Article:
Holden HQ SS 40th Party

By: Guy Allen, Photography by: Donna Wardlaw & Guy Allen

Presented by

Holden HQ SS 40th Party Holden HQ SS 40th Party
Holden HQ SS 40th Party Holden HQ SS 40th Party
Holden HQ SS 40th Party Holden HQ SS 40th Party
Holden HQ SS 40th Party Holden HQ SS 40th Party
Holden HQ SS 40th Party Holden HQ SS 40th Party
Holden HQ SS 40th Party Holden HQ SS 40th Party
Holden HQ SS 40th Party Holden HQ SS 40th Party
Holden HQ SS 40th Party Holden HQ SS 40th Party
Holden HQ SS 40th Party Holden HQ SS 40th Party
Holden HQ SS 40th Party Holden HQ SS 40th Party
Holden HQ SS 40th Party Holden HQ SS 40th Party
Holden HQ SS 40th Party Holden HQ SS 40th Party

HQ SS anniversary knees-up in Victoria

Holden HQ SS 40th Party
Holden HQ SS 40th Party


HOLDEN HQ SS 40th

It was pretty hard to miss – nearly 30 Holdens painted in lurid ’70s colours sprawled across the centre of the otherwise quiet and genteel country town of Avoca in Victoria. It was as if someone had dumped some industrial-strength mescaline in the water supply and given the townsfolk a lifetime supply of spray cans. The occasion? The 40th anniversary of the Holden SS, aka the budget-muscle version of the mighty HQ.

Organisers Hayden and Margaret Pilgrim were hoping to get 40 cars along for the event and fell just a few short of their target. Still, it wasn’t a bad result given that just a few hundred of the original 2816 built are estimated to be current runners.

Even more remarkable was the line-up of top ex-GM-H people who had been roped in as guest speakers for the celebratory dinner (and cake cutting!) at the Pyrenees Function Centre.

It included Leo Pruneau, the outspoken Canadian-born former head designer for the company; Phil Zmood, who penned much of the exterior; Ken Foletta, who worked on the interior, plus Norm Darwin who was involved in tracking the costs of the car and has written several books on GM-H history.

They provided a fascinating insight into the trials and tribulations of getting a good-looking car into production during that era, and there was much swearing about the ogres in finance who kept slamming shut the corporate wallet.

Based on the humble Belmont base variant of the HQ series, the SS was intended from day one to be affordable. You could walk into a dealer and buy one for just $3295, or $3500 on the road. If you were quick, that is.

A quick PR and advertising blast had dealer order books filling up fast – too fast. GM-H originally planned a run of 1500 cars, which turned out to be woefully inadequate, so the company was forced to produce a second batch of 1300.

Hayden remembers the time well: "Of course, they sold like hotcakes. The dealers took too many orders, so they were up shitters’ ditch and had to do another run."

Even then, demand was barely sated. "They were so hard to get, you really didn’t get a choice of colour – you couldn’t go to your dealer and say, ‘I want a red one’, because the dealer got what he
got." And those colours?

They had quirky names to go with their lack of subtlety: Infra Red, Ultra Violet and, weirdly, Lettuce Alone for green. All three colours were unique to this first model SS.

Aside from the riotous plumage, the package that rolled out the factory door was surprisingly humble. It had the 253-cube V8, backed up by an M20 four-speed gearbox and 3.36:1 Monaro diff. That package claimed 185 horses, which produced a fairly leisurely 0-60mph time of 10 seconds, while the standing quarter was crossed in around 17.5.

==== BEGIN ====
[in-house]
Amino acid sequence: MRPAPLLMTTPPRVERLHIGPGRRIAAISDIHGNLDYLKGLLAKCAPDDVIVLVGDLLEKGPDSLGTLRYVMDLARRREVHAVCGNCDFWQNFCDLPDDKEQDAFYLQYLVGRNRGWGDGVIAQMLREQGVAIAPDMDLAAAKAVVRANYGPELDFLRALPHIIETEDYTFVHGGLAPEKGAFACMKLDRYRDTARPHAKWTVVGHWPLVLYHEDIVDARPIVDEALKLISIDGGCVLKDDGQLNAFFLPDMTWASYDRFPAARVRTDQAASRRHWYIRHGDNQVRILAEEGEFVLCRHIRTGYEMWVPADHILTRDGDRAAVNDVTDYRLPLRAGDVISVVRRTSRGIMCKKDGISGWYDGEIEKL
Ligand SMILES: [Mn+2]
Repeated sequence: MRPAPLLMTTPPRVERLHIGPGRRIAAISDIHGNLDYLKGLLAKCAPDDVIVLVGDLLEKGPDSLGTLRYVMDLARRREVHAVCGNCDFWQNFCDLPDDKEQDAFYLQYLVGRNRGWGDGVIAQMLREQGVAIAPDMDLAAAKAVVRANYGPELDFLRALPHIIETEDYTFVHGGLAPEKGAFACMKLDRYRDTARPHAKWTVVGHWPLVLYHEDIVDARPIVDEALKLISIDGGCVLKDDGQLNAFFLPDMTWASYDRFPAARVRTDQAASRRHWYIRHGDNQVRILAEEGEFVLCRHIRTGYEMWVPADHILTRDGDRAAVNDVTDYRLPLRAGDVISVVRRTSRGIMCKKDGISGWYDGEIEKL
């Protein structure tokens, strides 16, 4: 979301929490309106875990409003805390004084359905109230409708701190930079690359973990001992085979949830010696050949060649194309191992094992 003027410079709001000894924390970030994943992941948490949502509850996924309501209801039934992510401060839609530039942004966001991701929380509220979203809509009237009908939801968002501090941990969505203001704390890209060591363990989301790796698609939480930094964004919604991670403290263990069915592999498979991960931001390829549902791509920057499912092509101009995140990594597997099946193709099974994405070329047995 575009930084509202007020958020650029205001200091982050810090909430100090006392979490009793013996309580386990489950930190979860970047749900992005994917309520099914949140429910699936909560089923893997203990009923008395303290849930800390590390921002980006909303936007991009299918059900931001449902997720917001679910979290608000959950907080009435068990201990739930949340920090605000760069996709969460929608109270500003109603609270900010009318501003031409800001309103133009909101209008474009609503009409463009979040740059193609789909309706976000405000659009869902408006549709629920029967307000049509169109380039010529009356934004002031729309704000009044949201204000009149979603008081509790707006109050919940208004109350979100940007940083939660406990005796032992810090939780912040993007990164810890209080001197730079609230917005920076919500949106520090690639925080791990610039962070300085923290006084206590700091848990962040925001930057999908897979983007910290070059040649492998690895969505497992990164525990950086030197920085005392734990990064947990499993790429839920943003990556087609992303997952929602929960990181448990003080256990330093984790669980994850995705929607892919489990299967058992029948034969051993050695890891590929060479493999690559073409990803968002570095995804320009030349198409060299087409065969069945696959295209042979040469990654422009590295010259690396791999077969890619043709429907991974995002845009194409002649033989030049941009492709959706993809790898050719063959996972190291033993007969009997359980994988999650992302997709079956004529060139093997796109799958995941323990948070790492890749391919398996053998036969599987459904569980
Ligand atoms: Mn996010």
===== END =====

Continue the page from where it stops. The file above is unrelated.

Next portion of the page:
As for fuel consumption, Hayden reckons his car did 30mpg (9.5L/100km) when new and still does today. However, the lead-footed road testers of the day were getting closer to 20mpg.

Inside you got bucket seats and the full Monaro dash, plus a distinctive steering wheel, but from there the specification was surprisingly sparse.

"It was a Belmont," explains Hayden, "So no interior light, armrests or cigarette lighter." That could all be ordered as dealer-fitted accessories, along with power steering, air-conditioning and a few other trimmings.

The distinctive houndstooth seat trim was fitted to all the first-run cars, but the material ran out. Second-run examples often have a small check pattern or full black vinyl seat covers.

Hayden and Margaret’s own example was the demo car sent to Motor Manual magazine back in 1972. Clearly happy with the SS , the tester concluded: "It is a commendably well-integrated package which does all that it should do in a refined, well-balanced manner… we think GM-H should start the countdown for production of batch two without delay." A prescient prediction.

After it survived that trial, the car was sold to a GM employee who, a year later, sold it to Hayden. "This one has been with the family all that time," says Hayden, "Three kids have been brought up in it, they’ve stuck bloody ice-creams in the roof, the whole thing."

He confesses it’s also survived a few cosmetic rehashes. Over the years it scored fat wheels ("With no power steering, Margaret could barely park it.") and even a bullbar at some stage in its life. Fortunately, the couple had the foresight to keep the original parts. Now it lives a somewhat easier existence, as a prized pet, taking centre stage in the shed, as a working part of a growing museum where its owners host the odd car club event.

Original SS HQs are still affordable. A complete one needing restoration can be had for the low teens, while a really good original will set you back closer to $40,000. Hayden says the trick is to double-check the ID, which is based on a Belmont.

As for this group, there’s no formal club surrounding the event, but the Pilgrims have an email list and are thinking of another get-together, possibly in South Australia, for 2014. You can contact them via pilgrims@activ8.net.au.

 

 


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